There is no doubt that physical activity is good for you, but the optimal amount remains a topic of debate. The universally accepted recommendation is that we do at least 150 minutes a week of moderate exercise or 75 minutes with vigorous intensity. And while some people choose to fit their weekly physical activity into one or two sessions (“the weekend warrior”), others like to spread it evenly over the week, such as walking briskly for 30 minutes a day.
But although it may be easier to fit less frequent bouts of activity into a busy lifestyle, little is known about the health effects of a weekend warrior physical activity pattern. In our latest study, we sought to investigate if being a weekend warrior exerciser had health benefits.
To do this we tracked the physical activity of 63,591 adults from England and Scotland over a 12-year period. During that time, 8,802 people died. We found that the risk of death from any cause was about 30% lower among weekend warrior adults compared with inactive adults.
There are good reasons to think that someone should exercise regularly, several times per week; every sustained bout of aerobic exercise improves blood pressure, cholesterol levels and glucose metabolism for a day or two.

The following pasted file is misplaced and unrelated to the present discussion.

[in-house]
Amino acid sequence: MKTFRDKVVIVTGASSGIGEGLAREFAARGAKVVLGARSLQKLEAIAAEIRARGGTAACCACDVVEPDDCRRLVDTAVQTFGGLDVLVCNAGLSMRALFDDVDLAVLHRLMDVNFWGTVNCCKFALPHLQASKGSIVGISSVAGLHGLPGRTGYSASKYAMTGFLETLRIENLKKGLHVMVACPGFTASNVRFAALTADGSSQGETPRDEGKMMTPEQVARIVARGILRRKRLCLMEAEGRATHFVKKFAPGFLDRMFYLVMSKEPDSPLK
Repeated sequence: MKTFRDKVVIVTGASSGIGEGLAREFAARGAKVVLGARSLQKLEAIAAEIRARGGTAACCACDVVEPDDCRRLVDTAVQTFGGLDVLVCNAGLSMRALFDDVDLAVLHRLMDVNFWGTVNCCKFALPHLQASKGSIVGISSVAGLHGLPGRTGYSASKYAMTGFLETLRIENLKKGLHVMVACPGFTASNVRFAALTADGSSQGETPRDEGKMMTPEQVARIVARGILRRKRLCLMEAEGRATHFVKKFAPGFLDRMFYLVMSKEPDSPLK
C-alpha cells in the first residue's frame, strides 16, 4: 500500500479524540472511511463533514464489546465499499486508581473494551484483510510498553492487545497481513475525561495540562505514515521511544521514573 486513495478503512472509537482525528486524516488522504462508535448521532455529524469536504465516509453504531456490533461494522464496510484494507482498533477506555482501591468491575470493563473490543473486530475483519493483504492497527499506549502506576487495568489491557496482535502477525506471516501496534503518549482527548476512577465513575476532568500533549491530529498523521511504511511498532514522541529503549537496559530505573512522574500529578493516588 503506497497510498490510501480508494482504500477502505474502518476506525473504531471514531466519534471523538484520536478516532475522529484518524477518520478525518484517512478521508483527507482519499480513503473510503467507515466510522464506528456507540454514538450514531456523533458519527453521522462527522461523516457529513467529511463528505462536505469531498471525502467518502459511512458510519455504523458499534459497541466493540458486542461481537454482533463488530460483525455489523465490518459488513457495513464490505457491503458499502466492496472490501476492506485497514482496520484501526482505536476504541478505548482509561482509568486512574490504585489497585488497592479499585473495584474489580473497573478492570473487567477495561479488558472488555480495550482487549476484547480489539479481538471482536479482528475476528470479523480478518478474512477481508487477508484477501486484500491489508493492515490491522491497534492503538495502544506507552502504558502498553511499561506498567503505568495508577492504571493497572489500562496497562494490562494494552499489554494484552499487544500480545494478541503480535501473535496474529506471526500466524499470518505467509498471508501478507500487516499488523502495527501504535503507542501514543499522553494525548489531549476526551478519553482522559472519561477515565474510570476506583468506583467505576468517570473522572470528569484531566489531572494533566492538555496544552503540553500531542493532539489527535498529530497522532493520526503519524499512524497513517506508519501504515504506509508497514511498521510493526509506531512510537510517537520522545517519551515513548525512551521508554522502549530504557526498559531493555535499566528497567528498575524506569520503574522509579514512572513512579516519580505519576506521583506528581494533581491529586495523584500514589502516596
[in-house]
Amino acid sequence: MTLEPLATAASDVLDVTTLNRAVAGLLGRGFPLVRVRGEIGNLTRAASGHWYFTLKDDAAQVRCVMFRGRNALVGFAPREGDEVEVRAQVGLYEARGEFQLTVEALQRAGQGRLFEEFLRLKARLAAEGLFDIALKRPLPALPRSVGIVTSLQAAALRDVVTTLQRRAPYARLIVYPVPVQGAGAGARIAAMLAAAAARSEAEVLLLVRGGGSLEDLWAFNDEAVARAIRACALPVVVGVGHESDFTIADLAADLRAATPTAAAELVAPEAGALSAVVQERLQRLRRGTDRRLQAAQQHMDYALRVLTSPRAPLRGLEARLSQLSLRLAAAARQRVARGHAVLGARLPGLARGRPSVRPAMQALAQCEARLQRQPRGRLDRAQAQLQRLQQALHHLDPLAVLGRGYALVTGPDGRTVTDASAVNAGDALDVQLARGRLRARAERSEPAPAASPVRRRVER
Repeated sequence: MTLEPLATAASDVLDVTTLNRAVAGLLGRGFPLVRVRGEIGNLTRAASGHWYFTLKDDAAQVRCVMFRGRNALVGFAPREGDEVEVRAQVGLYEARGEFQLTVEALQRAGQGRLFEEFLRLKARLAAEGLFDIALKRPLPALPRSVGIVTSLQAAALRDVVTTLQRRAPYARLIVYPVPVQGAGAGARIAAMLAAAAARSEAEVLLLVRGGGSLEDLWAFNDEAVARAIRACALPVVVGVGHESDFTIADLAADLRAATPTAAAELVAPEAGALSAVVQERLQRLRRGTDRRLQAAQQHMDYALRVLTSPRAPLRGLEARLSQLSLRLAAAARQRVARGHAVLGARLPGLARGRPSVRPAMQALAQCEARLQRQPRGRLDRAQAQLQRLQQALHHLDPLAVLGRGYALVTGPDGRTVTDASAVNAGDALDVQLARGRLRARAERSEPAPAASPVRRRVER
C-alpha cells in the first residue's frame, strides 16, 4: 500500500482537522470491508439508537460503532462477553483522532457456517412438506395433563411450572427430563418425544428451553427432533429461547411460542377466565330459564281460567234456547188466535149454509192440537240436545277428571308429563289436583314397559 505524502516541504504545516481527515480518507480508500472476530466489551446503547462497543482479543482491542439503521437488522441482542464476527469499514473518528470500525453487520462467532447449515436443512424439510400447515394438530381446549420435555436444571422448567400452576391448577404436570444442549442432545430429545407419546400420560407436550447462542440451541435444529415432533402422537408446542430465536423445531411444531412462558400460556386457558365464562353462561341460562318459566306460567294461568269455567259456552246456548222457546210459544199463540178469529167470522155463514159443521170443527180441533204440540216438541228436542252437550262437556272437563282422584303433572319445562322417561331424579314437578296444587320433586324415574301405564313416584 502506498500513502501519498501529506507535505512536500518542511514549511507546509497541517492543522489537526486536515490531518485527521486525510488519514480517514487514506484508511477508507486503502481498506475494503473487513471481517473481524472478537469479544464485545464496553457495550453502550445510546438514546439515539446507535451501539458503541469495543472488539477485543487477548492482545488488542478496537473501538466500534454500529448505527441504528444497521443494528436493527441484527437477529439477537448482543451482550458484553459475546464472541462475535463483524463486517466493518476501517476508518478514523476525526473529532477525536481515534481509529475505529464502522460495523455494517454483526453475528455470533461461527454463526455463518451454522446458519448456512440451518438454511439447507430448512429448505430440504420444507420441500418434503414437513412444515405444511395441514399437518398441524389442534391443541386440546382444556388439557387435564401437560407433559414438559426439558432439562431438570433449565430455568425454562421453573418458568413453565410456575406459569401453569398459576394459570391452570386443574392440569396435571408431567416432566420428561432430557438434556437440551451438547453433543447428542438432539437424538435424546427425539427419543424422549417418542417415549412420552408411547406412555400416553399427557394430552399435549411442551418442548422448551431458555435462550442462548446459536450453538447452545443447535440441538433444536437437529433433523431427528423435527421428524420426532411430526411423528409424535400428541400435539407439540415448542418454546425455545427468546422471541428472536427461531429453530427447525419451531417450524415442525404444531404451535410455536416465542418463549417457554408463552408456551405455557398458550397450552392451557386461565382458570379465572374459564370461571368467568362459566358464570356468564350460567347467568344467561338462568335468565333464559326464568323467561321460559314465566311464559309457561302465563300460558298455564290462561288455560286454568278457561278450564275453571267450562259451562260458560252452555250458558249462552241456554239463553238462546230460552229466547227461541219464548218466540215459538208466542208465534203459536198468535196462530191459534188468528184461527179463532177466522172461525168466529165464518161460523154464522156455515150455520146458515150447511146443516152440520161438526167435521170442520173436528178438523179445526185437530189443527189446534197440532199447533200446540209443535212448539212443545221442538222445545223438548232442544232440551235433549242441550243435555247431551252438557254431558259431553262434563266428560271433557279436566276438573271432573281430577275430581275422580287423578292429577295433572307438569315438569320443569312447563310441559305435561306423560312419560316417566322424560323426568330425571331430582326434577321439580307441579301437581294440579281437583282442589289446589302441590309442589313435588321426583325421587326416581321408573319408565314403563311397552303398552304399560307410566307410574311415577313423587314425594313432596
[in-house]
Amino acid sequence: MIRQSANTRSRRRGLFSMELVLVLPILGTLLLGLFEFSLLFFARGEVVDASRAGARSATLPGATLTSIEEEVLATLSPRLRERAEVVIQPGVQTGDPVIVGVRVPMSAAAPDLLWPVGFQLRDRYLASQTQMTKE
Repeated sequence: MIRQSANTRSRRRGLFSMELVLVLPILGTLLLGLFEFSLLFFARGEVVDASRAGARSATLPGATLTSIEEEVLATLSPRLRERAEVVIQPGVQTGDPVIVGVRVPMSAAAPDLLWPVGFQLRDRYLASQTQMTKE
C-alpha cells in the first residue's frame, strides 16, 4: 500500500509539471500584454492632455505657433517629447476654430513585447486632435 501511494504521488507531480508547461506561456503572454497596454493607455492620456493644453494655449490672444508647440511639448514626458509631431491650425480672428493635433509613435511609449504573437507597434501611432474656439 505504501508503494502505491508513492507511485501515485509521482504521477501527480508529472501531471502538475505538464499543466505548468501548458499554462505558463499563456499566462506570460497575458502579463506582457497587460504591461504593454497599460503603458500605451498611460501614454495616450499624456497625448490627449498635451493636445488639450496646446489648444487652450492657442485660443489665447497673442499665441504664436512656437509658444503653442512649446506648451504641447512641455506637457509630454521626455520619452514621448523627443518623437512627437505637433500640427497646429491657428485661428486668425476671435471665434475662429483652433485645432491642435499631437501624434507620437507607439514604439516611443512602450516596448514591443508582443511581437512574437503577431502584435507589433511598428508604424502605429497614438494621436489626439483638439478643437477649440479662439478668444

However, in our study we found there were little differences in health benefits between regular exercisers and the weekend warriors. In other words, people who chose to walk briskly for 30 minutes on five days of the week had similar health benefits to those that chose to undertake one long walk of 150 minutes every week.
Our study is observational, so we can’t conclude that physical activity causes people to be healthier, nor can we explain why exercise is beneficial. However, we were careful to control for factors that might otherwise explain the results. That is, physically active people may have more healthy lifestyles in general, such as a better diet, not smoking and may have better health. In order to make sure that poor health was not causing people to exercise less and die sooner, we discarded the data on anyone who died in the first two years of the follow-up period thus making the results more scientifically robust.
Quality of exercise may be important.
Experimental studies suggest that exercise improves aerobic fitness and other important chronic disease risk factors. The weekend warriors in our study undertook a large proportion of vigorous-intensity exercise, and quality may be more important than quantity. Vigorous-intensity exercise improves aerobic fitness more than the same amount of moderate-intensity exercise, and two bouts of vigorous-intensity exercise a week are enough to maintain aerobic fitness.